Weight: 211 pounds
Date of birth: April 16, 1998, Guelph Ontario
OHL Draft: Round 2, 31st overall, 2014 OHL Priority Selection
Bunnaman played his Minor Midget hockey for the Guelph Jr Gryphons during the 2013/14 season and in 27 games scored 18 goals and 17 assists. He added 3 goals and 4 assists in 9 playoff games. He also played in the OHL Cup compiling 3 goals and 3 assists in 5 games.
Bunnaman also appeared in the OHL Gold Cup and helped Team OMHA win gold with 3 goals and an assist in 5 games.
Last season was Bunnaman’s OHL rookie season. He appeared in all but one game for the Rangers and notched 10 goals and 5 assists in those contests. What we saw in his rookie season was a player who grew in confidence as the season progressed. He played a complete game in all three zones and earned the trust of the coaching staff and received time on the penalty kill.
Bunnaman is an excellent forechecker. He likes to play physical and completes his checks. He’s very good at protecting the puck and with his size is very good at one on one battle. He’ll also take the puck to the net, but also makes good decisions with it. He also has a heavy shot.
But Bunnaman’s skating abilities needed some improvement and it’s been a work in progress.
This season, Bunnaman has carried on from where he left off. He’s been playing more wing than center this season, but he does excellent on the dot and currently has a 58.8 winning percentage. He works as hard away from the puck, on the backcheck or in his own zone as he does in his pursuit of the puck.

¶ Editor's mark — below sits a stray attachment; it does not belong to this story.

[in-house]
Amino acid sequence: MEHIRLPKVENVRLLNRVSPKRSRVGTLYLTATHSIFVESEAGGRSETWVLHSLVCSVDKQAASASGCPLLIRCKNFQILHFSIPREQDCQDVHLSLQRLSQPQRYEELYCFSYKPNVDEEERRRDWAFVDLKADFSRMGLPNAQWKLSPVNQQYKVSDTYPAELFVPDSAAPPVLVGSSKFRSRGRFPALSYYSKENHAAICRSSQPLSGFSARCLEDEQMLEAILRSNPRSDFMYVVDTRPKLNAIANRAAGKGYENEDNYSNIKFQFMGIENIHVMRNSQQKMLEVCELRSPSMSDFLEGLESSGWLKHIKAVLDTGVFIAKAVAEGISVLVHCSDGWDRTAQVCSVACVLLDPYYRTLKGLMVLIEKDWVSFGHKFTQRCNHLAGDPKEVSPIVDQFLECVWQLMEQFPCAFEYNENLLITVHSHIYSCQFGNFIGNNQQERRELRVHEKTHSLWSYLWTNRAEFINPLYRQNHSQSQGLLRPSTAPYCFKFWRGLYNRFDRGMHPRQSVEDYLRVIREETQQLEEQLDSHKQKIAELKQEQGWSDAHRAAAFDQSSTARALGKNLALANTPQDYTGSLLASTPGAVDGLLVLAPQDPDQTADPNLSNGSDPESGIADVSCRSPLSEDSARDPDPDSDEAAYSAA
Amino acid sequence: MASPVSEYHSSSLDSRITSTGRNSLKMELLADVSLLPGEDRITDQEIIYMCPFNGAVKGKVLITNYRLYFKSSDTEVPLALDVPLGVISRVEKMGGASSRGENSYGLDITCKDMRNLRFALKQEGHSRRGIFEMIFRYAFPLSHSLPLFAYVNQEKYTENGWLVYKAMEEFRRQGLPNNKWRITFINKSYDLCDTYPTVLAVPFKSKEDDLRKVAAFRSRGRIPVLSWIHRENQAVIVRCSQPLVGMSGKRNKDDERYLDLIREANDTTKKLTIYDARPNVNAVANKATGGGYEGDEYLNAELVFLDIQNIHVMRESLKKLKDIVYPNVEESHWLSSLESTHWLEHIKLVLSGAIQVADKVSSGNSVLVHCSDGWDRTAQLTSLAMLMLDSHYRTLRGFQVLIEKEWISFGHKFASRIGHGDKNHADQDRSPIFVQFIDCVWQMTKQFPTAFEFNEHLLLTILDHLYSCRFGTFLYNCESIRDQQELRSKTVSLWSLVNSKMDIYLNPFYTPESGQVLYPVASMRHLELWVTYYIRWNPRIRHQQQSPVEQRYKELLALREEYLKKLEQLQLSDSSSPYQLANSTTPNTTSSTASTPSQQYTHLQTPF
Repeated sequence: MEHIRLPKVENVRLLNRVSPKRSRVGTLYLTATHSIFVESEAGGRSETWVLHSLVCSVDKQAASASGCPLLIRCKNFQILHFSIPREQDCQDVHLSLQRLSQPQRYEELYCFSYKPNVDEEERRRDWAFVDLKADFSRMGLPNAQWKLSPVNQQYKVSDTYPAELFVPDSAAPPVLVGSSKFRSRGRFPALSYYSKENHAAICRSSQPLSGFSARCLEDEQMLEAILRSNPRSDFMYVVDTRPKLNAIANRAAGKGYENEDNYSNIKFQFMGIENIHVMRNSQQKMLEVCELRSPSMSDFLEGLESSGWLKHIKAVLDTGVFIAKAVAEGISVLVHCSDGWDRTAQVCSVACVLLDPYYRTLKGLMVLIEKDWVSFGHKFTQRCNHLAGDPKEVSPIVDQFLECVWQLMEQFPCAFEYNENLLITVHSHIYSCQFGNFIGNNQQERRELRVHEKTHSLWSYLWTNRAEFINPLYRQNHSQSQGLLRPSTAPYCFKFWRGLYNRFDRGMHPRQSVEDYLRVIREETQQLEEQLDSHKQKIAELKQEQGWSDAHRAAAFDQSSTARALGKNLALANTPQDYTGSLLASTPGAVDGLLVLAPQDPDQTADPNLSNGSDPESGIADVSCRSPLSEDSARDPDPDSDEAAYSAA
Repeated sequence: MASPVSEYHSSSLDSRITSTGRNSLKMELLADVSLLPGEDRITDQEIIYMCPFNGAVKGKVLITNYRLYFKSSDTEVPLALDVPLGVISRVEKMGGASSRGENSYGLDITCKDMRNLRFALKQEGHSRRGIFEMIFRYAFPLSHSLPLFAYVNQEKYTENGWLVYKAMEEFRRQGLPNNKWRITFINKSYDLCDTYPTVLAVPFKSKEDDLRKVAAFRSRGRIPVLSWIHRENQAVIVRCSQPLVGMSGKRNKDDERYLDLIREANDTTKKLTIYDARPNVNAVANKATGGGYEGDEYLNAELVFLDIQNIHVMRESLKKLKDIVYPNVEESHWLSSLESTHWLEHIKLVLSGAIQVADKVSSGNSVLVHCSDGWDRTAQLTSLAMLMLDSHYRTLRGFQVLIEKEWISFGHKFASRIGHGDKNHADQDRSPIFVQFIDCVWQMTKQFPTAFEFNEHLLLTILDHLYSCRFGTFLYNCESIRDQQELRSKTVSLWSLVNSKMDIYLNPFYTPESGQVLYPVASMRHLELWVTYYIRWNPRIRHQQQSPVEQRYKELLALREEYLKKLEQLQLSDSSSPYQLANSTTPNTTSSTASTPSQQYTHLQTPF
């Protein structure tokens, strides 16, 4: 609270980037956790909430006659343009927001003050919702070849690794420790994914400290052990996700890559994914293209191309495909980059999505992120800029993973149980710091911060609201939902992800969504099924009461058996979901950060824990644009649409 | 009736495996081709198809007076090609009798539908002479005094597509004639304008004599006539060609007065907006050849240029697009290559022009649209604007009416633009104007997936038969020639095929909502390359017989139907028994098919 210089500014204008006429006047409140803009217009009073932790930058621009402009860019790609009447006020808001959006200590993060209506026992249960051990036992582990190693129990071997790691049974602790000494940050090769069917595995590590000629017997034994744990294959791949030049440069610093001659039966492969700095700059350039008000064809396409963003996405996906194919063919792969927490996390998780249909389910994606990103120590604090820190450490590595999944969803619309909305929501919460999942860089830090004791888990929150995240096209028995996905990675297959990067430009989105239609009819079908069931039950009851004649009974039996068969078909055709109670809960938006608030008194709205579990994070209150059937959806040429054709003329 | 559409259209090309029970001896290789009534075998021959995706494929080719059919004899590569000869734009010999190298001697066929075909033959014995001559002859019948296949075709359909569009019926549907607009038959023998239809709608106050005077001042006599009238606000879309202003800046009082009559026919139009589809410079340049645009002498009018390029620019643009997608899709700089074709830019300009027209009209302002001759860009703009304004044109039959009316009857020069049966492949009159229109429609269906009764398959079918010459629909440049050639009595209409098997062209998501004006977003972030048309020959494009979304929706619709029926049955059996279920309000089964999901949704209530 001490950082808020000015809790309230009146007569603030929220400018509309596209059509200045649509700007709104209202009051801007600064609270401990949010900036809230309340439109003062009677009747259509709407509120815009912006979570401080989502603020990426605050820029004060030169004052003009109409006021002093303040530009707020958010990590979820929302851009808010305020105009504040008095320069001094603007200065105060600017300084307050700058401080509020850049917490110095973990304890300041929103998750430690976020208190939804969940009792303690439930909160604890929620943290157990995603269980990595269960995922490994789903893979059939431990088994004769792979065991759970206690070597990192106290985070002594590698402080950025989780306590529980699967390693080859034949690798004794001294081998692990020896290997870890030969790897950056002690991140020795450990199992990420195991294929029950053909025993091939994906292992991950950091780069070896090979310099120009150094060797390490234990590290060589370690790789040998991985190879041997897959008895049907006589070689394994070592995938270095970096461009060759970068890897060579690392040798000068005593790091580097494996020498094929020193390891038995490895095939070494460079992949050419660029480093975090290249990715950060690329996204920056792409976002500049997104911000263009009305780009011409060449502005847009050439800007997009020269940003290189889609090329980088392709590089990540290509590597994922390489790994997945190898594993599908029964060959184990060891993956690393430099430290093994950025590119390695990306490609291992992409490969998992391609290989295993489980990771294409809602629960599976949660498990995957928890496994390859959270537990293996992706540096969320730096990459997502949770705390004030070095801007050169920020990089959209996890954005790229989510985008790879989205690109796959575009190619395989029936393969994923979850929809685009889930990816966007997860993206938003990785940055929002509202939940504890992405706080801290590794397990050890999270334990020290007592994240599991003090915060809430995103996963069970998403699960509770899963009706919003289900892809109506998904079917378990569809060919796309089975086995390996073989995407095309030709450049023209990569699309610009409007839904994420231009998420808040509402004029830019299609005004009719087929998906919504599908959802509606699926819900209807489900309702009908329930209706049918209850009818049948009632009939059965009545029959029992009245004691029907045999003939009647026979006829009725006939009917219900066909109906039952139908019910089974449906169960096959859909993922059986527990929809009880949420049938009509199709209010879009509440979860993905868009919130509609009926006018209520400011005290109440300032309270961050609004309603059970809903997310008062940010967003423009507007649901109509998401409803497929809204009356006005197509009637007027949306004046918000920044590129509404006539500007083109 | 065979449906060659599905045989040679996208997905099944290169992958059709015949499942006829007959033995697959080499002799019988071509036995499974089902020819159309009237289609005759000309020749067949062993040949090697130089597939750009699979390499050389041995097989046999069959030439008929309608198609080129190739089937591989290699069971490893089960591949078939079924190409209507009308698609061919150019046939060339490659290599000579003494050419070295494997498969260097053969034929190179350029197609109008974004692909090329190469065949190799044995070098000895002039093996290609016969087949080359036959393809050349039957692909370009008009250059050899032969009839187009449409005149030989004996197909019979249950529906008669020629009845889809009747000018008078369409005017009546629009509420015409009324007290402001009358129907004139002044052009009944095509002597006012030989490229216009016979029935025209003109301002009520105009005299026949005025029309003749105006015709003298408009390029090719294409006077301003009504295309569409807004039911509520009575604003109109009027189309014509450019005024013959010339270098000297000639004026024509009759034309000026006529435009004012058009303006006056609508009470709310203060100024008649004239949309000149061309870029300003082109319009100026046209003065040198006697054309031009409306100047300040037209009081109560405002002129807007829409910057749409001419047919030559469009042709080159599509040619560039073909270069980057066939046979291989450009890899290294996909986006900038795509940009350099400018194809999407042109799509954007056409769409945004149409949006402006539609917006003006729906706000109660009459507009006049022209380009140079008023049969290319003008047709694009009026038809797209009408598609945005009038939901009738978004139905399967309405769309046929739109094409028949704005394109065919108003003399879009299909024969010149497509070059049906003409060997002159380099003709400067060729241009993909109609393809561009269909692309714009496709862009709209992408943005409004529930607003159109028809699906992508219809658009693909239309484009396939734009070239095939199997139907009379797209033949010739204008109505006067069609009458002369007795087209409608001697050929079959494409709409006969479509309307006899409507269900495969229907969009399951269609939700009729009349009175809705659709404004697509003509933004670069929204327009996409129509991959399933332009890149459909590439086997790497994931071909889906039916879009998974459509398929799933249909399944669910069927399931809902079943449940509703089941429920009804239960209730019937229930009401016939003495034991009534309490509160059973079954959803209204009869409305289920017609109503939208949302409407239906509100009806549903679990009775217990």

While his skating has improved, it still needs some work. How much he can improve on it will determine whether he makes the NHL as a winger or a center. It could go a long way in helping him become a productive and effective two-way center. While he has some limited offensive skill and has that heavy shot, I don’t project him to be a goal scoring winger in the NHL – more of an energy guy who can score occasionally.
I had the opportunity to speak to Mike Farwell the Rangers play by play voice and host of post game show on Rogers TV.
OHLW: Do you think Connor’s game is better suited for wing or center at the next level?
Farwell: I think Connor’s game is best suited to the wing. He’ll make his living in the corners and he’s going to be downright dangerous when he figures out how big he really is.
OHLW: Connor is an excellent two-way player and works as hard in his own zone as the offensive zone. Do you see him more as a defensive player first who can provide some offense or is there another level offensively that’s still to come?
Farwell: I’m not sure there’s another offensive level for Connor – what you see is what you get. He’s not blessed with a wicked shot or the deftest hands. His game is defined by hard work and he’ll be the guy that can get those goals for you in the “dirty areas.” If he’s scoring goals from more than ten feet out, something is wrong. I can see him developing into a premier penalty killer.
OHLW: Skating was an area Connor needed to work on in the offseason, at least in my opinion, and he’s shown some improvement. Would you say it’s the biggest issue he needs to work on going forward?
Farwell: I couldn’t agree more. When I say he could develop into a premier penalty killer, that’s the area I’m thinking of that needs to develop. If and when it does, look out.
OHLW: At 6’3” and 210 pounds he has excellent size and not afraid to use it. He’s strong on the forecheck, finishes his checks, excellent on the cycle, very good puck possession player and hard to beat in battles along the wall. Can you agree with that?
Farewell: I can agree with everything you’ve said. But I honestly still believe there’s more. A little bit more nastiness, like I said above – figuring out how big he really is – is the next step.
OHLW: Can you give us some insight into Connor the person and not the player:
Farwell: Connor is a tremendous kid. Well-spoken, friendly, with a great sense of humour.
You can follow Mike on Twitter here.